Outside of maybe Robert Gsellman, it’s hard to argue for keeping anyone else. The likes of Tyler Bashlor, Paul Sewald, Daniel Zamora, Drew Gagnon and Walter Lockett should not see an inning out of the bullpen next season. If the Mets want to be taken seriously, they can’t keep throwing Triple-A pitchers out in close games and praying bad things don’t happen. 

They have got to go out and get quality arms and treat the bullpen with care. It’s become an essential piece for good teams. If your bullpen isn’t good, you won’t survive. Starters just aren’t going consistently deep enough, especially in the NL, for a team to live off having a few good relievers. You need to be deep in the pen, and the Mets have a lot of work to do there. 

The Nationals' Victor Robles rounds the bases after hitting a ninth-inning, two-run home run against Edwin Diaz of the Mets on Aug. 11, 2019.  Al Bello/Getty Images

The Good

There is a core in place here that the Mets found that is exciting. That is part of the reason over the final weekend that some fans were pumped up. They discovered that Pete Alonso is the heart and soul of this team. The rookie blasted 53 homers and is the new rookie home run king. He drove in 120 runs and played terrific defense. He conducted himself like a veteran and was a huge reason for fans coming out to see this team. Alonso also played in 161 games. He was out there every day and never got hurt. That alone in itself is quite the feat, considering the amount of injuries this team endured.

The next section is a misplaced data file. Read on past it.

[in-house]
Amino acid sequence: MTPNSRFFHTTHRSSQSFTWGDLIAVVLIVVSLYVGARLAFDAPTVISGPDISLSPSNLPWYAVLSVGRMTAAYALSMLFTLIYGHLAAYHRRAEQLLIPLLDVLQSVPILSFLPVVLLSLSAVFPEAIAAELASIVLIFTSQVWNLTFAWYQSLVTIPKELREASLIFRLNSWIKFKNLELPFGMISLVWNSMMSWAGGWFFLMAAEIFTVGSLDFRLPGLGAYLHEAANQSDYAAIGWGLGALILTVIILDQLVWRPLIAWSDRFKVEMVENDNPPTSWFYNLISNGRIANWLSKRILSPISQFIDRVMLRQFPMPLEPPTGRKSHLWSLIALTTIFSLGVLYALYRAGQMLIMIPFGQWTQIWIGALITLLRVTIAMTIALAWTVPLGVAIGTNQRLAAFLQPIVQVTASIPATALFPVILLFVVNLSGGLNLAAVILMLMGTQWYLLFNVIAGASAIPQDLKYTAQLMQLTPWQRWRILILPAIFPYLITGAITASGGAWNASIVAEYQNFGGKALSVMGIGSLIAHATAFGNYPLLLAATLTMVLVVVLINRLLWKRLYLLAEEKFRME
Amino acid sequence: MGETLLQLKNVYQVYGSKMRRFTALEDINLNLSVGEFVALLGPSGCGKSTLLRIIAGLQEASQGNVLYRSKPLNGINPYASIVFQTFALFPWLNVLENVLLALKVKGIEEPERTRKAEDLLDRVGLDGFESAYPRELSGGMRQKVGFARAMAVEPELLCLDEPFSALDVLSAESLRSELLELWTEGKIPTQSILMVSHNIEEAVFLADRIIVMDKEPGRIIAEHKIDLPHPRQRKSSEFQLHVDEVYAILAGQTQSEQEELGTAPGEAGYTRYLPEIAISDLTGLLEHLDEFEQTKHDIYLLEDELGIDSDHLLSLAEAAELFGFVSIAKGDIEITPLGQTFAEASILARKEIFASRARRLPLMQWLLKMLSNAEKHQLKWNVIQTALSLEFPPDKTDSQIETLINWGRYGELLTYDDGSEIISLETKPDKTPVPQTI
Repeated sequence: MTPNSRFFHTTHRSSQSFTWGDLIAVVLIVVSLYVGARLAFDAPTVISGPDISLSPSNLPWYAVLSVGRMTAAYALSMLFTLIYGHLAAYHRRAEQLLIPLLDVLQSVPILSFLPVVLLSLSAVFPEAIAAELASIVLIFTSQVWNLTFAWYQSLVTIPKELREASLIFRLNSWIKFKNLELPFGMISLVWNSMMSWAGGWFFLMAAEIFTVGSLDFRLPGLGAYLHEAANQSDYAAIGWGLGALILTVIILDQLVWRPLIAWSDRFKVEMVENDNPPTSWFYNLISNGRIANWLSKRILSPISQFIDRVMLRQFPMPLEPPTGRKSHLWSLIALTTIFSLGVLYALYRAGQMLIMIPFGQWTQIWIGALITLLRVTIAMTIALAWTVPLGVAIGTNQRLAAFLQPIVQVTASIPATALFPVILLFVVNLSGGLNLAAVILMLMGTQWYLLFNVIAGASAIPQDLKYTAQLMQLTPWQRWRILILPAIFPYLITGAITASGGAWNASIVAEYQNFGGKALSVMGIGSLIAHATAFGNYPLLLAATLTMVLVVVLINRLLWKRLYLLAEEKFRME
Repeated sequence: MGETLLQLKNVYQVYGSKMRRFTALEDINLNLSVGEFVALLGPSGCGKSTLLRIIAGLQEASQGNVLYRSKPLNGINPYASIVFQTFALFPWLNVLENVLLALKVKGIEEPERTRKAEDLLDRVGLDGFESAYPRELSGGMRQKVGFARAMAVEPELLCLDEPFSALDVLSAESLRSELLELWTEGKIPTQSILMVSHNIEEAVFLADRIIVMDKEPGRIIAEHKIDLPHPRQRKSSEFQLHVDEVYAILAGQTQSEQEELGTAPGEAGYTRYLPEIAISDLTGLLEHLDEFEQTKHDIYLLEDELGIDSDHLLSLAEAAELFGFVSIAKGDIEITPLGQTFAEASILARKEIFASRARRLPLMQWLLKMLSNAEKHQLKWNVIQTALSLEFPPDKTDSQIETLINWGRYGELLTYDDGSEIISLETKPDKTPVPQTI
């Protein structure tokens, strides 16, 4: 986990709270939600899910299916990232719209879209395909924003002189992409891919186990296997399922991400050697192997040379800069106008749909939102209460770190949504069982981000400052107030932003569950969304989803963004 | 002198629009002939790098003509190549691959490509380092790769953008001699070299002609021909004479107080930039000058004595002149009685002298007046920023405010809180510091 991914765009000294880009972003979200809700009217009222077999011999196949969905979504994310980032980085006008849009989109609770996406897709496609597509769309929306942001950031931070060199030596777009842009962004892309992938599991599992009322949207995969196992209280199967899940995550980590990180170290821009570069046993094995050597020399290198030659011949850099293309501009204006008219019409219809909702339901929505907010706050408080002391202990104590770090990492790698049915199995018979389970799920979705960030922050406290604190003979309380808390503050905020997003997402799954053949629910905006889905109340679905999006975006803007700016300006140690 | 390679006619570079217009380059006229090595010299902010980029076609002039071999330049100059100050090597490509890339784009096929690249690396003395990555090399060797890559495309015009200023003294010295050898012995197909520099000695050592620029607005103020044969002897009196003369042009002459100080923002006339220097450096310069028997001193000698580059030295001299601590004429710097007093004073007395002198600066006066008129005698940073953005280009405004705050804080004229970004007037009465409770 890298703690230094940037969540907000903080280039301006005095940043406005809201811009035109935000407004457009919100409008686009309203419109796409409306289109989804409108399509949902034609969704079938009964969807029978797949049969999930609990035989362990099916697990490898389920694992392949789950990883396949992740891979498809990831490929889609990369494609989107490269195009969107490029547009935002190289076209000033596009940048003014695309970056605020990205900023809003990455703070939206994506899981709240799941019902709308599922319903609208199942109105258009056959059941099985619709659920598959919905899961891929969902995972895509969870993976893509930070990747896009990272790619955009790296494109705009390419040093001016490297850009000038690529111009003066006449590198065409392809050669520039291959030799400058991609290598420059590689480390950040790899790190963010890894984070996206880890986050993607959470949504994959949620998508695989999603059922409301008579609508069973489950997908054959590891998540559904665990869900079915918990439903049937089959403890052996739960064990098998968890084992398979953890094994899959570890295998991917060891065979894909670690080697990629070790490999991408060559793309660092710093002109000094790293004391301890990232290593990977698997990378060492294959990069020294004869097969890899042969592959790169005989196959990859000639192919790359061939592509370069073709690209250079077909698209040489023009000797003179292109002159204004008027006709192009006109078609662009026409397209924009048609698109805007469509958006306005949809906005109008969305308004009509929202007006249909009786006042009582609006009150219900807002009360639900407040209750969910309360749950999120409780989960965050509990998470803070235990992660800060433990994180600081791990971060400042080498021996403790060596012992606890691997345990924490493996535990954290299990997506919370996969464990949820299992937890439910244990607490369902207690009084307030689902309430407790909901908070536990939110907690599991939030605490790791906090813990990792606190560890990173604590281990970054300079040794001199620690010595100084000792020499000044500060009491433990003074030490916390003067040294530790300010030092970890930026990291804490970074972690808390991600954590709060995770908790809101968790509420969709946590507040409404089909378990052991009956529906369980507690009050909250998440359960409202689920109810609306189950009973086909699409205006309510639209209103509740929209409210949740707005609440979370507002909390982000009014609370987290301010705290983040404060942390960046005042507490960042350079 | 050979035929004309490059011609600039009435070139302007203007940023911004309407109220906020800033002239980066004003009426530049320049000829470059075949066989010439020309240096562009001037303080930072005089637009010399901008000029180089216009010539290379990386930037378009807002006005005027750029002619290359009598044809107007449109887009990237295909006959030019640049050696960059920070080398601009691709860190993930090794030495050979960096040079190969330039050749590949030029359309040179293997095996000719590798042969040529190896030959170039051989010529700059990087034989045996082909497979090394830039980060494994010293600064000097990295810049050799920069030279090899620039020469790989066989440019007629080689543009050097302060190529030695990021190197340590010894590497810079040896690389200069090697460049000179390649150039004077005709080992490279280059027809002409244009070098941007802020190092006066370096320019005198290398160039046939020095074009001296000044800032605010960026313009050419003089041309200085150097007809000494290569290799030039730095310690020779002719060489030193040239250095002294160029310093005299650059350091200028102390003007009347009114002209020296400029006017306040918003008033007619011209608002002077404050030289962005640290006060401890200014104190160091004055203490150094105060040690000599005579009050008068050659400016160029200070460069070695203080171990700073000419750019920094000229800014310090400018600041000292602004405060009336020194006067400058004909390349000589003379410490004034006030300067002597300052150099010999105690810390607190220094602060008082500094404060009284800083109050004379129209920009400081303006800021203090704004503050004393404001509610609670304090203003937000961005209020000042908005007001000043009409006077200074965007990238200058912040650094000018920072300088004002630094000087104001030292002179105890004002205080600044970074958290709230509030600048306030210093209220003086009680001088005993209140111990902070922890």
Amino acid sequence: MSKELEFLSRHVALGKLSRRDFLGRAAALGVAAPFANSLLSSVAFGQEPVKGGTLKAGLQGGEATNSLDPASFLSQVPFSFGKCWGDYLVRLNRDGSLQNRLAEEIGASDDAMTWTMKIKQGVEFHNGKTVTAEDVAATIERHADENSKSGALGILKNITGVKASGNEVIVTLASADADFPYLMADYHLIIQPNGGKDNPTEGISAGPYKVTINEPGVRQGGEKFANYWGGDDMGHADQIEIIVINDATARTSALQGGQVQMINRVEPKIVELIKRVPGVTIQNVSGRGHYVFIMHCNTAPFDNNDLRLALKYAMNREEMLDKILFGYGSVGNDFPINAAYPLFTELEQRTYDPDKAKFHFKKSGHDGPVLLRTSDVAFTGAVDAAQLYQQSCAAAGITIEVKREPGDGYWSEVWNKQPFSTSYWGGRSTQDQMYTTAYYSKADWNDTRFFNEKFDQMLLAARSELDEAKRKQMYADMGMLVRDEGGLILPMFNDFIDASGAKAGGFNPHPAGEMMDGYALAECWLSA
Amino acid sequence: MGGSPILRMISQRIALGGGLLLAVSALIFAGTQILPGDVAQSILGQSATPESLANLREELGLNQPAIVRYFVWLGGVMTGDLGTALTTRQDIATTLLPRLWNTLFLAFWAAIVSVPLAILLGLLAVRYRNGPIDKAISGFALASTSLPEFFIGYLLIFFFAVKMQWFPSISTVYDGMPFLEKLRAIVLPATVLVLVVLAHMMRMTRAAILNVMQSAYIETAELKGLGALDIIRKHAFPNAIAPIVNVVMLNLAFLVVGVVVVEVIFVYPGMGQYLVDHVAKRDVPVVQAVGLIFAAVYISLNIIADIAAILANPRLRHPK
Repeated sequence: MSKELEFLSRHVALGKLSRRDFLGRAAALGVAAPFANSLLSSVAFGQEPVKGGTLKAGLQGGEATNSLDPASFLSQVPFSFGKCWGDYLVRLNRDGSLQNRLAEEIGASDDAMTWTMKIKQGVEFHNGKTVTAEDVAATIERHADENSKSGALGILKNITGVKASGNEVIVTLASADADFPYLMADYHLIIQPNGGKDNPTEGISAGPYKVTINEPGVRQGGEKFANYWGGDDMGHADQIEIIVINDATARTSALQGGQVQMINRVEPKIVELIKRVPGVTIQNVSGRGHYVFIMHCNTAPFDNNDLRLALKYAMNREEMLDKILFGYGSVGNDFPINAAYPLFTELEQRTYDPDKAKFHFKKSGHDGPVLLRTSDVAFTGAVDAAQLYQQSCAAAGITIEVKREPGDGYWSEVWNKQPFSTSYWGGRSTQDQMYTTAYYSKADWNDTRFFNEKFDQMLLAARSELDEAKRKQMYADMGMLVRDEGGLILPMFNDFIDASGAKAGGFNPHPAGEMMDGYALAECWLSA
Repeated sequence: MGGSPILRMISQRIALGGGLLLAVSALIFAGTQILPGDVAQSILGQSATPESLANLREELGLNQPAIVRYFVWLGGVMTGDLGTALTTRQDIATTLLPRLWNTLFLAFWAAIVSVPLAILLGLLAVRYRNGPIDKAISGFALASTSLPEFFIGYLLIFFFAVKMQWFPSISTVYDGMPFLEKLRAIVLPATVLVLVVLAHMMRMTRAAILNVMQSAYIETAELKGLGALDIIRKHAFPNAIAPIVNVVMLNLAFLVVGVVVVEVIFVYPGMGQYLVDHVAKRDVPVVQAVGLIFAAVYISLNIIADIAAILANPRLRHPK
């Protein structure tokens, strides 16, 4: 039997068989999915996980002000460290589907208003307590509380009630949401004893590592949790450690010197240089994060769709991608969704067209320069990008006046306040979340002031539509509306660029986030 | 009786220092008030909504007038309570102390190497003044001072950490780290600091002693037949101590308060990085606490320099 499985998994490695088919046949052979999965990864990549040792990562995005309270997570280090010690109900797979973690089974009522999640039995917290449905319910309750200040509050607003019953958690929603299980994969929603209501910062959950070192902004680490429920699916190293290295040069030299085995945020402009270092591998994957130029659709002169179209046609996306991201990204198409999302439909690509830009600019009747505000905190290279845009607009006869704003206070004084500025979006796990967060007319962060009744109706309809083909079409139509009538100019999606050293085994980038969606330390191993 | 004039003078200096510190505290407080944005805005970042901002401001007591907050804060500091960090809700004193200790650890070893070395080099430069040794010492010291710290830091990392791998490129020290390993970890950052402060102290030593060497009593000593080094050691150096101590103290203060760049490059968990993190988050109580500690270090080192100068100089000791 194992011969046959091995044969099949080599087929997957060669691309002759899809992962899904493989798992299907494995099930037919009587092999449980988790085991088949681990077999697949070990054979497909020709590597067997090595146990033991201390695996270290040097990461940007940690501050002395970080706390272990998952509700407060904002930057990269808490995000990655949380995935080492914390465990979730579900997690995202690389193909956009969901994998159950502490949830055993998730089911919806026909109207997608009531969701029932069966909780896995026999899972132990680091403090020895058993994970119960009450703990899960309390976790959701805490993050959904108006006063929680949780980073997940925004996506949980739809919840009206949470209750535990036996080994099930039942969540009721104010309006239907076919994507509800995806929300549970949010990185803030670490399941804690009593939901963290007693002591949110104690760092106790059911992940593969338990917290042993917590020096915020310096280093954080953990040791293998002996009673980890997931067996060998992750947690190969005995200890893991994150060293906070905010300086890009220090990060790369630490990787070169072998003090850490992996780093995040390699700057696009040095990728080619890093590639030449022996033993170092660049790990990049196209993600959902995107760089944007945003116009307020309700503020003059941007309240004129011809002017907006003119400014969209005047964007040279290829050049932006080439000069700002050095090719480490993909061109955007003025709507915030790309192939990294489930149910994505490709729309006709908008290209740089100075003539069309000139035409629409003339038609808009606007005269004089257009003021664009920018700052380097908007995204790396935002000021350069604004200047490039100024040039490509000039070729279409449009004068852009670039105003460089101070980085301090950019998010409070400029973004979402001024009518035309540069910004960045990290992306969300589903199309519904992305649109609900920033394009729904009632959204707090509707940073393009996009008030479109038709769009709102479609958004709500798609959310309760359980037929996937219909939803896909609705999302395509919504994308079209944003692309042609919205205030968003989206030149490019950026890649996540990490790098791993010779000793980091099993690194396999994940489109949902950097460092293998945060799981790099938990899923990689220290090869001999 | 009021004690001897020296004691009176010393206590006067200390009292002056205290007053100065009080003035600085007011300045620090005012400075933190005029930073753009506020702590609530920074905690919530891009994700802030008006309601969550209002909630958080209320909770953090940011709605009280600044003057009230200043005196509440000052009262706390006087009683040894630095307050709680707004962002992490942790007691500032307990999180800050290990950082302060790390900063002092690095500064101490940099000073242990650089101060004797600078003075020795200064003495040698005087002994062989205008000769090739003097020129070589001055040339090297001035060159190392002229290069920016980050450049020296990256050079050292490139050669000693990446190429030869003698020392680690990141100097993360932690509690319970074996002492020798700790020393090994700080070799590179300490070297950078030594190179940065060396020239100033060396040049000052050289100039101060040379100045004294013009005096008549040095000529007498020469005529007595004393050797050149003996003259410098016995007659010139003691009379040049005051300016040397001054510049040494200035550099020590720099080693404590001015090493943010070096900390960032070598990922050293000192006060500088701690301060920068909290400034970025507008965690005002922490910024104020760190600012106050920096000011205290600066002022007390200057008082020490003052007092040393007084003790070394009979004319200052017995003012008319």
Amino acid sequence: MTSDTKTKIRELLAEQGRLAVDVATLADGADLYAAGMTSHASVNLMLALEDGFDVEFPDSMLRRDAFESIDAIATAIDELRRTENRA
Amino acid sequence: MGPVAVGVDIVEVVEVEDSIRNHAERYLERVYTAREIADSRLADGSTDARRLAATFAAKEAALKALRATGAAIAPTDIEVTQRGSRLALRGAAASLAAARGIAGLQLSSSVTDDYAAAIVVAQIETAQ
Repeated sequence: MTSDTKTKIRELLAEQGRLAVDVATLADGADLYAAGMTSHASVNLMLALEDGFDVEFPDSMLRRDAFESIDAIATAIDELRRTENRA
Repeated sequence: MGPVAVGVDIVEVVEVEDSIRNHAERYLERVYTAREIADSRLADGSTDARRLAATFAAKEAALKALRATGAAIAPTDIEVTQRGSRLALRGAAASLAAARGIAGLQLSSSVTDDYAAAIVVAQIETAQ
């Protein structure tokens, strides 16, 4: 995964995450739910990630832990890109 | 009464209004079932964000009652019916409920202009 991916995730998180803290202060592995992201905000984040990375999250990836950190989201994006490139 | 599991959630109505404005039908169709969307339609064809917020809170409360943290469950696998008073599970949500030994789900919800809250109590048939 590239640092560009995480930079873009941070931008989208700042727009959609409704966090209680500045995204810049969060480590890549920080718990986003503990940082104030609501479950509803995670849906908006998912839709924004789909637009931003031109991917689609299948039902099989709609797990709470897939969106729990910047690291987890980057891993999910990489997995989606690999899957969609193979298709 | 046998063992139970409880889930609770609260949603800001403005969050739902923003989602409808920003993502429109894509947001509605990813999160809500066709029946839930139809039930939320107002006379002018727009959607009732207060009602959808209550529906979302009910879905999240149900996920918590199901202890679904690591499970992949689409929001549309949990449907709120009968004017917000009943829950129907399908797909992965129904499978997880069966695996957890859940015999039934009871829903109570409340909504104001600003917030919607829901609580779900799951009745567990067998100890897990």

It’s unfortunate Jeff McNeil fractured his wrist, but he was in contention for a while for the NL batting title. McNeil was sensational this season, despite dealing with a few injuries. He showed that he can play almost any position. McNeil gives the Mets some flexibility in the field and a bat they desperately need in that lineup. He also showed some power this season, which was a theme this year in baseball with the supposedly juiced balls. McNeil was actually pretty damn good in the outfield for a guy they thought would maybe just be a second or third baseman. 

Amed Rosario took the next step this season at the plate that the Mets hoped for, hitting .287 and driving in 72 runs. Rosario should be locked in as their shortstop in 2020 and beyond. 

Michael Conforto had another impressive year, this time hitting a career-high 33 dingers and 92 RBIs. He has continuously gotten better and better each season. Conforto needs to be here long-term and should be locked in as this team’s right fielder next year. At some point, the Mets will have to look to lock him in to a contract, but right now he is still arbitration-eligible for a few years.